Stateline

What We're Reading: Top State Stories 7/13

What We're Reading: Top State Stories 7/13

US: America’s governors get tested for a virus that is testing them

nytimes.com

Governors are judged on their disaster responses, but the coronavirus wreaking havoc across the country these days does not recede like floodwaters and cannot be tamed by calling out the National Guard.

FL: Florida sets national daily case record

miamiherald.com

Florida health officials reported 15,300 new confirmed cases of COVID-19 — more than any state has reported in a single day, prompting Democratic leaders to call for more action. The previous high was 12,274 in New York on April 4.

CA: California COVID-19 deaths top 7,000

latimes.com

The death toll from the coronavirus in California soared above 7,000 this weekend as the infection rate continued to worsen. The rate at which coronavirus test results came back positive in California over the previous seven days hit 7.97%, the highest rate since April.

LA: Louisiana governor shutters bars, issues mask mandate: 'Current restrictions are not enough'

theadvocate.com

Amid spiraling coronavirus infections and steadily increasing hospitalizations, Democratic Gov. John Bel Edwards said he is issuing a statewide mask mandate and closing bars, making Louisiana the latest Southern state to ratchet restrictions back up after months of reopening.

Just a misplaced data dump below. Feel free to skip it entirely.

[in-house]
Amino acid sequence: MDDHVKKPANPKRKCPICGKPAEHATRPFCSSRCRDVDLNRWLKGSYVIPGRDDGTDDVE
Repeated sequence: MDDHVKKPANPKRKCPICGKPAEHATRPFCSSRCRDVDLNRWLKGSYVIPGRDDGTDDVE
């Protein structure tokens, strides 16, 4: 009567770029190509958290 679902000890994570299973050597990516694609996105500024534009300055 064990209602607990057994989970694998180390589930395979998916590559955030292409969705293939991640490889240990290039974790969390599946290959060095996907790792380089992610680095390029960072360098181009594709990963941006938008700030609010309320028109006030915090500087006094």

WI: Wisconsin absentee ballots didn't get counted because of late delivery, misdelivery and bad postmarks, post office says

jsonline.com

The U.S. Postal Service has identified hundreds of absentee ballots for Wisconsin’s April election that never made it to voters or couldn't be counted because of postmark problems, a new report says.

MS: Mississippi limits elective surgeries amid COVID-19 surge

apnews.com

Mississippi’s top public health official has ordered a temporary halt to all elective surgeries to try to save hospital bed space as the state sees a rapid expansion in cases of the new coronavirus.

CO: Colorado governor extends COVID-19 relief orders

denverpost.com

Colorado Gov. Jared Polis, a Democrat, extended COVID-19 pandemic relief orders for another month to ease pressure on residents struggling to pay rent and utility bills and receive unemployment insurance payments.

VA: Virginia searches for bilingual contract tracers

richmond.com

About half of the 2,361 people in Richmond who’ve tested positive for coronavirus are Hispanic, but only 14 workers hired recently to investigate cases and curb the spread of the virus in the city and surrounding county speak Spanish. Public health officials in the city and state say they are still working to ramp up hiring of Spanish-speaking contact tracers.